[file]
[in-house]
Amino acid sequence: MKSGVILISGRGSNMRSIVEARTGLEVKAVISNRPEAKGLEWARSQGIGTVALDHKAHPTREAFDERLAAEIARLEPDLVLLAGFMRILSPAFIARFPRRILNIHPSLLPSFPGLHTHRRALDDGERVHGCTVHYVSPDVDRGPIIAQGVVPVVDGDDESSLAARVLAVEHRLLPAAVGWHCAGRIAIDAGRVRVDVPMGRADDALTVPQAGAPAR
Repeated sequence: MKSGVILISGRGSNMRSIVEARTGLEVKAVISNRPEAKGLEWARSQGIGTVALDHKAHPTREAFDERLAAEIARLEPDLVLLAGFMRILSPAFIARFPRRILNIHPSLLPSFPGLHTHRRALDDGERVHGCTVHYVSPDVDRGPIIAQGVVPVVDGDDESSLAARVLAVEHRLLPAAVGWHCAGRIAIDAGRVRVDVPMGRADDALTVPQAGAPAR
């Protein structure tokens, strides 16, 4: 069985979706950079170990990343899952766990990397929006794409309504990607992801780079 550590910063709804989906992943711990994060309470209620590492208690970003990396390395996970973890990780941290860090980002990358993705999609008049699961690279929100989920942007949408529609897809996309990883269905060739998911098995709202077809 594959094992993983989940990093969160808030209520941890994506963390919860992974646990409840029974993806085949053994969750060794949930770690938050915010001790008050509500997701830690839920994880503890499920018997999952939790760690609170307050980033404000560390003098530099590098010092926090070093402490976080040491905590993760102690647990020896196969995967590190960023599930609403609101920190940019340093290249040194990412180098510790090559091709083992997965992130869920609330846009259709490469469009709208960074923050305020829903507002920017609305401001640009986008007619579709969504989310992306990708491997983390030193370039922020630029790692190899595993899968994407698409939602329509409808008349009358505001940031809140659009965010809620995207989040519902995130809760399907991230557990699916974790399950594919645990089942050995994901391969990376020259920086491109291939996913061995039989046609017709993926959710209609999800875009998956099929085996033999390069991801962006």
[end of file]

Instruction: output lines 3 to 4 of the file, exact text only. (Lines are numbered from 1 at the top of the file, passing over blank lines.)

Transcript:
Repeated sequence: MKSGVILISGRGSNMRSIVEARTGLEVKAVISNRPEAKGLEWARSQGIGTVALDHKAHPTREAFDERLAAEIARLEPDLVLLAGFMRILSPAFIARFPRRILNIHPSLLPSFPGLHTHRRALDDGERVHGCTVHYVSPDVDRGPIIAQGVVPVVDGDDESSLAARVLAVEHRLLPAAVGWHCAGRIAIDAGRVRVDVPMGRADDALTVPQAGAPAR
């Protein structure tokens, strides 16, 4: 069985979706950079170990990343899952766990990397929006794409309504990607992801780079 550590910063709804989906992943711990994060309470209620590492208690970003990396390395996970973890990780941290860090980002990358993705999609008049699961690279929100989920942007949408529609897809996309990883269905060739998911098995709202077809 594959094992993983989940990093969160808030209520941890994506963390919860992974646990409840029974993806085949053994969750060794949930770690938050915010001790008050509500997701830690839920994880503890499920018997999952939790760690609170307050980033404000560390003098530099590098010092926090070093402490976080040491905590993760102690647990020896196969995967590190960023599930609403609101920190940019340093290249040194990412180098510790090559091709083992997965992130869920609330846009259709490469469009709208960074923050305020829903507002920017609305401001640009986008007619579709969504989310992306990708491997983390030193370039922020630029790692190899595993899968994407698409939602329509409808008349009358505001940031809140659009965010809620995207989040519902995130809760399907991230557990699916974790399950594919645990089942050995994901391969990376020259920086491109291939996913061995039989046609017709993926959710209609999800875009998956099929085996033999390069991801962006």